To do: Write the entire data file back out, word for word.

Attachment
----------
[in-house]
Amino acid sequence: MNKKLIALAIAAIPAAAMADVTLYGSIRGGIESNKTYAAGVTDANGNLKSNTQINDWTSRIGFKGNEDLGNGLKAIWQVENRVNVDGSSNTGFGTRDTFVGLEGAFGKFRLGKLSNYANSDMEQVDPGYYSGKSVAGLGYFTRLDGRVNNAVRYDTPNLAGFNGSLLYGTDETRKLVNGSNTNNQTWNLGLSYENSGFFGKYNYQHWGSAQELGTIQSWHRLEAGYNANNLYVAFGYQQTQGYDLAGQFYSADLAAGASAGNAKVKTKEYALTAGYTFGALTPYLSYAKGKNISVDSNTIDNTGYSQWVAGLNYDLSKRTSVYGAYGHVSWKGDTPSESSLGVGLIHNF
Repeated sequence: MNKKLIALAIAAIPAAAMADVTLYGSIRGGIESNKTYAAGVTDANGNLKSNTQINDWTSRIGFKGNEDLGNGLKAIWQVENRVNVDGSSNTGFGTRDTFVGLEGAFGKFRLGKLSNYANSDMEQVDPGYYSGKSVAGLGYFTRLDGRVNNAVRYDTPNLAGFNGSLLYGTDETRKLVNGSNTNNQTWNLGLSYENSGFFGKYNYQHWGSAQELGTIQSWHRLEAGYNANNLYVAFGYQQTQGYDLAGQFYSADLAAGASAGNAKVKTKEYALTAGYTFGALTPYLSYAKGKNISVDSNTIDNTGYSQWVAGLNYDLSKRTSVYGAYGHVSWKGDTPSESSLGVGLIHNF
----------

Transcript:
[in-house]
Amino acid sequence: MNKKLIALAIAAIPAAAMADVTLYGSIRGGIESNKTYAAGVTDANGNLKSNTQINDWTSRIGFKGNEDLGNGLKAIWQVENRVNVDGSSNTGFGTRDTFVGLEGAFGKFRLGKLSNYANSDMEQVDPGYYSGKSVAGLGYFTRLDGRVNNAVRYDTPNLAGFNGSLLYGTDETRKLVNGSNTNNQTWNLGLSYENSGFFGKYNYQHWGSAQELGTIQSWHRLEAGYNANNLYVAFGYQQTQGYDLAGQFYSADLAAGASAGNAKVKTKEYALTAGYTFGALTPYLSYAKGKNISVDSNTIDNTGYSQWVAGLNYDLSKRTSVYGAYGHVSWKGDTPSESSLGVGLIHNF
Repeated sequence: MNKKLIALAIAAIPAAAMADVTLYGSIRGGIESNKTYAAGVTDANGNLKSNTQINDWTSRIGFKGNEDLGNGLKAIWQVENRVNVDGSSNTGFGTRDTFVGLEGAFGKFRLGKLSNYANSDMEQVDPGYYSGKSVAGLGYFTRLDGRVNNAVRYDTPNLAGFNGSLLYGTDETRKLVNGSNTNNQTWNLGLSYENSGFFGKYNYQHWGSAQELGTIQSWHRLEAGYNANNLYVAFGYQQTQGYDLAGQFYSADLAAGASAGNAKVKTKEYALTAGYTFGALTPYLSYAKGKNISVDSNTIDNTGYSQWVAGLNYDLSKRTSVYGAYGHVSWKGDTPSESSLGVGLIHNF